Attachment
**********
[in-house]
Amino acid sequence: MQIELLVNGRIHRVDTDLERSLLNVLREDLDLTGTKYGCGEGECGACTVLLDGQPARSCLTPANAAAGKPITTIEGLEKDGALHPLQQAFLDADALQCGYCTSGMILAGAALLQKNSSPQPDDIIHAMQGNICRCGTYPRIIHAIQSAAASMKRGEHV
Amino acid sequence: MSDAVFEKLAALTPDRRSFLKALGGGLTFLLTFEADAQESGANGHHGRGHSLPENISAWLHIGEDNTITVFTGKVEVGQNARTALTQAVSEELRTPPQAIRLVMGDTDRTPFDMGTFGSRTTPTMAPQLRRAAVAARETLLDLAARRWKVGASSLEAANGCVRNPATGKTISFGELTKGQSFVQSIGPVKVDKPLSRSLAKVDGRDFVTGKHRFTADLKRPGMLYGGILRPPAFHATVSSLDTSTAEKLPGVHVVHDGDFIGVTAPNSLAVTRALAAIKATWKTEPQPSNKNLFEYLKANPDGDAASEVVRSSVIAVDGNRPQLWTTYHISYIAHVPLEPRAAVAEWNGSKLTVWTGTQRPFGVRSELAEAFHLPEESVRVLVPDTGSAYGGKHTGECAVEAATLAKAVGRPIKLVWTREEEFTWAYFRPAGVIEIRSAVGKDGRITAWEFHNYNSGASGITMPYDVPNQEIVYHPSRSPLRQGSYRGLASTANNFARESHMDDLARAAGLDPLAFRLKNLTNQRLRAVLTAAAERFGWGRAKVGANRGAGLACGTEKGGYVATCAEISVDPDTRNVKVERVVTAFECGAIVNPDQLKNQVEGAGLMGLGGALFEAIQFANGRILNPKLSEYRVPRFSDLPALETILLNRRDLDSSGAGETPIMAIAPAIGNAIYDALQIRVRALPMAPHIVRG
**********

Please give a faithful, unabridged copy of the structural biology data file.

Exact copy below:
[in-house]
Amino acid sequence: MQIELLVNGRIHRVDTDLERSLLNVLREDLDLTGTKYGCGEGECGACTVLLDGQPARSCLTPANAAAGKPITTIEGLEKDGALHPLQQAFLDADALQCGYCTSGMILAGAALLQKNSSPQPDDIIHAMQGNICRCGTYPRIIHAIQSAAASMKRGEHV
Amino acid sequence: MSDAVFEKLAALTPDRRSFLKALGGGLTFLLTFEADAQESGANGHHGRGHSLPENISAWLHIGEDNTITVFTGKVEVGQNARTALTQAVSEELRTPPQAIRLVMGDTDRTPFDMGTFGSRTTPTMAPQLRRAAVAARETLLDLAARRWKVGASSLEAANGCVRNPATGKTISFGELTKGQSFVQSIGPVKVDKPLSRSLAKVDGRDFVTGKHRFTADLKRPGMLYGGILRPPAFHATVSSLDTSTAEKLPGVHVVHDGDFIGVTAPNSLAVTRALAAIKATWKTEPQPSNKNLFEYLKANPDGDAASEVVRSSVIAVDGNRPQLWTTYHISYIAHVPLEPRAAVAEWNGSKLTVWTGTQRPFGVRSELAEAFHLPEESVRVLVPDTGSAYGGKHTGECAVEAATLAKAVGRPIKLVWTREEEFTWAYFRPAGVIEIRSAVGKDGRITAWEFHNYNSGASGITMPYDVPNQEIVYHPSRSPLRQGSYRGLASTANNFARESHMDDLARAAGLDPLAFRLKNLTNQRLRAVLTAAAERFGWGRAKVGANRGAGLACGTEKGGYVATCAEISVDPDTRNVKVERVVTAFECGAIVNPDQLKNQVEGAGLMGLGGALFEAIQFANGRILNPKLSEYRVPRFSDLPALETILLNRRDLDSSGAGETPIMAIAPAIGNAIYDALQIRVRALPMAPHIVRG